Telling your children that you have decided to divorce is one of the most difficult things you and your spouse will ever do. As parents, you do not want to cause your children pain. Nevertheless, it can hurt worse if they find out about it from someone else.
The approach you take to the conversation can help to lessen the pain that your children experience upon learning of your impending divorce. Psychology Today offers some ideas for handling the discussion.
1. Give a reason
Your children may feel confused about your decision, especially if they have not witnessed a lot of overt conflict between the two of you. It is fair for them to ask why this is happening, and you and your spouse should be ready to give a general answer.
2. Do not assign blame
While you should be able to give your children a reason for your divorce, you should not go into a lot of detail. To avoid provoking a loyalty conflict in your children’s minds, you should not assign blame. Rather, you should try to use the word “we” in explaining the reasons for the divorce, e.g., “we have not been able to work out our problems.”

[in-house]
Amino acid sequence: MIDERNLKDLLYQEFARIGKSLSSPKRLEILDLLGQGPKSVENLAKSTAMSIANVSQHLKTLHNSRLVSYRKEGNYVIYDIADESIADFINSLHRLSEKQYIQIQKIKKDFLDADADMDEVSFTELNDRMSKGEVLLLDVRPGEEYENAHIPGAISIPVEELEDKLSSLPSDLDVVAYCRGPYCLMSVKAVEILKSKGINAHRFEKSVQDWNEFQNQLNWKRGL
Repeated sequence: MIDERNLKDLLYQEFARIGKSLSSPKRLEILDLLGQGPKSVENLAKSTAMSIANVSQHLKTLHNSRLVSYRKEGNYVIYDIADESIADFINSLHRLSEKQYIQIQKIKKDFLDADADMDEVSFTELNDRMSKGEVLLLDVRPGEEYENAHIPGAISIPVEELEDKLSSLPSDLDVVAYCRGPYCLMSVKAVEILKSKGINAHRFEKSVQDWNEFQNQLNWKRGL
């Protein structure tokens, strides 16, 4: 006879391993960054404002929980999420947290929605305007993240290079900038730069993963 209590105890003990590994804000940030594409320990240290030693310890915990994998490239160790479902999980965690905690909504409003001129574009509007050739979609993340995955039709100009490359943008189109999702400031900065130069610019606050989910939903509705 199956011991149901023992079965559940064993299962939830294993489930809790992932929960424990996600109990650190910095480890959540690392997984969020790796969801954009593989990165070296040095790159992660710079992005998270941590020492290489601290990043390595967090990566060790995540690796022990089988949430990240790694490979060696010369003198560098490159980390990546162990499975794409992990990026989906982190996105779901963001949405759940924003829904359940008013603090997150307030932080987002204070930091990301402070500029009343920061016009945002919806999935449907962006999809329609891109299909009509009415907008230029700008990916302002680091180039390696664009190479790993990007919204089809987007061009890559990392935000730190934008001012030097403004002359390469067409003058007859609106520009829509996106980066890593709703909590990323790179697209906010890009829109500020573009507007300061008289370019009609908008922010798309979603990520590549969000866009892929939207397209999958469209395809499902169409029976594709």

While you and your spouse should present a united front and not blame each other, you should also take responsibility for the divorce. Make it explicitly clear to your children that it is not their fault.
3. Validate children’s emotional reactions
Children may react emotionally to the news in different ways. Some may scream and cry, some may ask a lot of questions and some may seem not to react at all. If there is no observable reaction, it does not mean the news has no effect. It more likely means that the child feels overwhelmed and needs time to process his or her emotions.
Make sure your children know that whatever they are feeling is OK. Invite them to ask questions without pushing or prodding. As the divorce process begins, ask them once in a while if they want to talk about their emotions. Keep the lines of communication open.